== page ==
My coworkers took one look at my finger and thought should go to an urgent care facility because obviously this is not a normal reaction. I assured them that this was just another typical day in my otherwise very untypical life. On the bright side, this is a rare photo in which my nails are painted and looking nice!
7. Woke Up Like This
They say that life is full of surprises and my life is full of surprises like this. Oftentimes, I wake up to new marks, bruises, scratches, bumps, lumps—you name it, I've probably woken up with it. This example is one that I found under my eye. I woke up one morning looked in the mirror and noticed this red bump/mark on my face. I can't tell you what I did to myself to get this mark, but I can report that it did go away almost as quickly as it appeared. I'll also sometimes wake up with dark circles under my eyes as shown here as well but again that is generally because I do not have a restful night's sleep.
I wear a Fitbit at night, and I believe my all-time restlessness count was 25 times. While that may not seem like a lot of tossing and turning, it is quite a bit if you typically only sleep for about 5 hours. Thankfully, some nights are very restful because I am exhausted. The older I get my body demands 8 hours of sleep so I will get it even if I must take a nap during the day.
I recently read an article that said that some of the most successful people in the world take naps during the day so if that makes me feel good about getting those zzz's.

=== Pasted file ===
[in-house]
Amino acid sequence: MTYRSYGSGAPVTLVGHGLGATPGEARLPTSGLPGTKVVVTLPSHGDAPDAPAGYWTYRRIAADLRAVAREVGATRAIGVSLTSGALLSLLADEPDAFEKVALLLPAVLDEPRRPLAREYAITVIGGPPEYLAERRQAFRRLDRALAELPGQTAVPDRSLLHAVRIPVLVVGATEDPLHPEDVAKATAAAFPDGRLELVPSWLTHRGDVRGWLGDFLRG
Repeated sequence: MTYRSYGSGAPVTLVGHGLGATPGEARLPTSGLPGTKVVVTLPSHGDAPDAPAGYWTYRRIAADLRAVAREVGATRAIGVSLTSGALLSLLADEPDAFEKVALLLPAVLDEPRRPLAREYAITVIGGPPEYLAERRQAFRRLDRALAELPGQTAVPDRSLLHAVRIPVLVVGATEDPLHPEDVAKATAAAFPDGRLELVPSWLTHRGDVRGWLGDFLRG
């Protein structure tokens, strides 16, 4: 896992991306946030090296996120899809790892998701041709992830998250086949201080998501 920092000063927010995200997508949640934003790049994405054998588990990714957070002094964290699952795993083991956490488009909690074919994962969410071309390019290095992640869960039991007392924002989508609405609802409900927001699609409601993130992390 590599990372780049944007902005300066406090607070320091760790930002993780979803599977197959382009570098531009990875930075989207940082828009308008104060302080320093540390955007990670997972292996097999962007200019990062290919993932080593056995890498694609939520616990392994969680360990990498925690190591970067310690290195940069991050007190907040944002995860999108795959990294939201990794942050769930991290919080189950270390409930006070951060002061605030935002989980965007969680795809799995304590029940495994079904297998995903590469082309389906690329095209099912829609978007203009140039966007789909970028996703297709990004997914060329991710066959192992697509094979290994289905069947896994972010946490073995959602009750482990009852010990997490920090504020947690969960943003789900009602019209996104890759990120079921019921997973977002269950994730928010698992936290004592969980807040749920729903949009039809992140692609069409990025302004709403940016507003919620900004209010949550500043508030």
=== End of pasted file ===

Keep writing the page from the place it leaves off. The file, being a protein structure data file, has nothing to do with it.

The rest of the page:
8. A Simple Bug Bite
So, I do not think anyone enjoys mosquito bites or getting bit by any insect for that matter. Growing up in the South, I have been bitten many times by many insects, however, I have never had a bite quite like this. This bite started relatively small as most mosquito bites do. It itched, I put some anti-itch medicine on it, and went about my day.
While at work, I noticed it was getting itchier and warmer. I chalked that up to the fact that this bite was under my arm right around my armpit. When I got back to my apartment, I inspected the bite to find that it had grown quite exponentially, so I had to document this to send to my mother. That may seem strange to some, but my mother's a nurse, so I had to share this with her.
My mother was quite concerned (as she always is) and suggested that I document this monster for an occasion such as this article. Oh, the lengths I will go in the name of science and research.
We are all humans. Do not be so quick to judge. Realize that there are conditions that are not visible to the naked eye. Just because someone does not look like they are sick, struggling, or suffering, does not mean that they are not sick, struggling, suffering, or something else.
This content is accurate and true to the best of the author’s knowledge and does not substitute for diagnosis, prognosis, treatment, prescription, and/or dietary advice from a licensed health professional. Drugs, supplements, and natural remedies may have dangerous side effects. If pregnant or nursing, consult with a qualified provider on an individual basis. Seek immediate help if you are experiencing a medical emergency.
© 2020 Sarah Hurst
Sarah Hurst (author) from Tennessee on September 15, 2020:
Thank you so much for the encouraging comment! I really appreciate it :-)
Cynthia Zirkwitz from Vancouver Island, Canada on September 01, 2020:
Wow, a picture really is worth a thousand words! Thanks for this photo essay that perfectly describes how all-encompassing a chronic disease can be.
It is great that you can tie in black humor and, ultimately, accept yourself as a person with serious health challenges doing the best you can, and a gifted, loving, lovable person not defined by the fibromyelgia.